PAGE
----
The Egyptian armed forces received the first "El-Fateh" corvette of the Gowind class in a major ceremony held at the port of Lorion, France. Commander in Chief of the Egyptian Navy Ahmed Khaled, and a delegation of armed forces commanders attended the ceremony. The deal was part of several armament deals Egypt signed with France. The new corvette will be led by a number of Egyptian naval officers who have been trained with the French side.
The ceremony began with the arrival of Chief of the Egyptian Navy Ahmed Khaled to the venue. The Egyptian crew, which was trained recently, lined up before Al-Fateh corvette with the Egyptian flag raised on it. Chief of the Egyptian Navy Ahmed Khaled then delivered a speech that stressed the depth of the relations and cooperation between the two countries.
It was followed by a speech by the armed forces commander in which the depth of the relations of cooperation between the two countries in many fields were lauded.
The new corvette is capable of sailing 4,000 nautical miles, with a total clearance of 2,540 tons. It has the capability to carry out all combat missions in the sea, including the search for and destruction of submarines, the use of rockets and artillery in combat missions and the task of securing maritime transport lines and guarding convoys and ships. It backs the coastline forces as well in attack and defensive operations thus protecting regional and economic waters and Egyptian national security.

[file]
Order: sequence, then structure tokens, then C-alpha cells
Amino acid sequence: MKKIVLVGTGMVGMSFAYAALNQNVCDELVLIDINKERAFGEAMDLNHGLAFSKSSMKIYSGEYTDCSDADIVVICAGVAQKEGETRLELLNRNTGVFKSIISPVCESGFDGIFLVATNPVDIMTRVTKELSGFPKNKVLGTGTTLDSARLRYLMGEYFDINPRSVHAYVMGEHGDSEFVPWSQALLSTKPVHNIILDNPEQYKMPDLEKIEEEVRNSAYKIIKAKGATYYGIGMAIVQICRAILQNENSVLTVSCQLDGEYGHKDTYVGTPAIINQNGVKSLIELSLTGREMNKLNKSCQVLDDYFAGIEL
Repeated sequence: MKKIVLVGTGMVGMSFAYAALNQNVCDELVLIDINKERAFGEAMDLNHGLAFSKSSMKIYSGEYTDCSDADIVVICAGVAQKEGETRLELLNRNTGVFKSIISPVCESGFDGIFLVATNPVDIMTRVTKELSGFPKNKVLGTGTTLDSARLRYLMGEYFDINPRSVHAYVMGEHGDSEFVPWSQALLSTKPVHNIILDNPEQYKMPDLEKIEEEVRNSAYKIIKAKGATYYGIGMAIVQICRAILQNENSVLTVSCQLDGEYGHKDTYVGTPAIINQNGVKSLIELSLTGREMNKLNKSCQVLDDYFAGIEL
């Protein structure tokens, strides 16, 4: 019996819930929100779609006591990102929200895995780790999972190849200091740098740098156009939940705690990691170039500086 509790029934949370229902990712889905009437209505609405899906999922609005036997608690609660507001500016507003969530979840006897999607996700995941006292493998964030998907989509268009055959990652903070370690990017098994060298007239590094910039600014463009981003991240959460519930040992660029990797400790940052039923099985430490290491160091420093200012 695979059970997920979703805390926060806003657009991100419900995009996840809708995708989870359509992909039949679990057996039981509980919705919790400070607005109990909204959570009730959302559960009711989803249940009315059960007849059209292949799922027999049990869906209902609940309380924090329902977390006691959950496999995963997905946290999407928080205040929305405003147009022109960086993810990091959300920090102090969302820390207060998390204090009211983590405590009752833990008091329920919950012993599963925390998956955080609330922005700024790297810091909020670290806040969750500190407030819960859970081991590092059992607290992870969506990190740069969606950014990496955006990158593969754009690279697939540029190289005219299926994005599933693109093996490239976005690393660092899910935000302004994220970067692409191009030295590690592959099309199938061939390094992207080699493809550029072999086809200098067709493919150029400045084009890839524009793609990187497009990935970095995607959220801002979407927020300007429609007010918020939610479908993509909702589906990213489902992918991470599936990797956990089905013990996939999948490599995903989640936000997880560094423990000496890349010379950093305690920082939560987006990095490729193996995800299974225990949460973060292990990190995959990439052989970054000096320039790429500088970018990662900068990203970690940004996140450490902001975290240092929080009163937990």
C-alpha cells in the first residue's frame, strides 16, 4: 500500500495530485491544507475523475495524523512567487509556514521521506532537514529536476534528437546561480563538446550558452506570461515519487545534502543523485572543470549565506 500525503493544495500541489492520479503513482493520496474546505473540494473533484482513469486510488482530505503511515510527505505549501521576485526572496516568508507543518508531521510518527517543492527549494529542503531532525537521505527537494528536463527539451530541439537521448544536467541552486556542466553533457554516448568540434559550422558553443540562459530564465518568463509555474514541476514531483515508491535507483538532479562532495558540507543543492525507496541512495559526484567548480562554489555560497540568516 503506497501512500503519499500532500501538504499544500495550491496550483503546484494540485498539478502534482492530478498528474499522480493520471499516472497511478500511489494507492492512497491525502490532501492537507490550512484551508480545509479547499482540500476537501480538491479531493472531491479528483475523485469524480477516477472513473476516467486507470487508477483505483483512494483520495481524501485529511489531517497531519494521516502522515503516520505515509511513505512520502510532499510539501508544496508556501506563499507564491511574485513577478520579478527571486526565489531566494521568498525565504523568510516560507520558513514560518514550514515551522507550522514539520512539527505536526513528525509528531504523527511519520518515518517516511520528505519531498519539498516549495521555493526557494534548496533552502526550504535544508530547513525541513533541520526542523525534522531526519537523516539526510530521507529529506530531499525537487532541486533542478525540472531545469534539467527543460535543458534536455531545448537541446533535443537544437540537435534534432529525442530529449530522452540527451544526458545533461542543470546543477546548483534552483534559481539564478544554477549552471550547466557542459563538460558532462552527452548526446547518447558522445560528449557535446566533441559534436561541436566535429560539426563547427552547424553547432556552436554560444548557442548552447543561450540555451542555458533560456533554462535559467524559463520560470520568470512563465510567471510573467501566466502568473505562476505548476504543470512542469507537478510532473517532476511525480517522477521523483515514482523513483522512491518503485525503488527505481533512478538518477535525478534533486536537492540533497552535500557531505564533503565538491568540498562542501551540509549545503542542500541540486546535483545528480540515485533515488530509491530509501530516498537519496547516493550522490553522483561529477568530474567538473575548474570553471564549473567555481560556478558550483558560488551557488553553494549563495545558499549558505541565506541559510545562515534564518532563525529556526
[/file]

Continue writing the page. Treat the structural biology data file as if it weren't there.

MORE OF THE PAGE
Chief of the Egyptian Navy Ahmed Khaled transferred the greetings of President Abdel Fattah al-Sisi and Defense Minister Sidqi Sobhi to Admiral Christophe Prazuck, France’s Marine Nationale’s Chief of Navy. The armed forces are keen to implement a comprehensive strategy for the development and modernization of the naval fleet to enhance security and stability and to meet the current challenges and risks in the region, said Khaled.
The new corvette is one of the most advanced in the Egyptian navy to enhance its ability to achieve maritime security, and to be a deterrent force for achieving peace, providing free and safe maritime navigation, and support the security of the Suez Canal as an important international maritime trade path, he added. He stressed the Egyptian leadership’s pride in the depth and strength of the Egyptian-French relations and the convergence of views on many international issues as part of the two countries’ efforts to achieve peace for all peoples and to combat the phenomena of terrorism and illegal migration.
Several modern marine units, the last of which were two Mistral helicopters, the frigate “Long Live Egypt,” and a number of advanced rocket launchers and submarines, have recently joined the Egyptian Navy as part of a development plan, said Chief of the Egyptian Navy Ahmed Khaled. Development was not limited to introducing modern units only, but was extended to include manufacturing technology and construction, according to Chief of the Egyptian Navy Ahmed Khaled who said that Egypt was currently manufacturing the first Gowind corvette in Alexandria’s armory.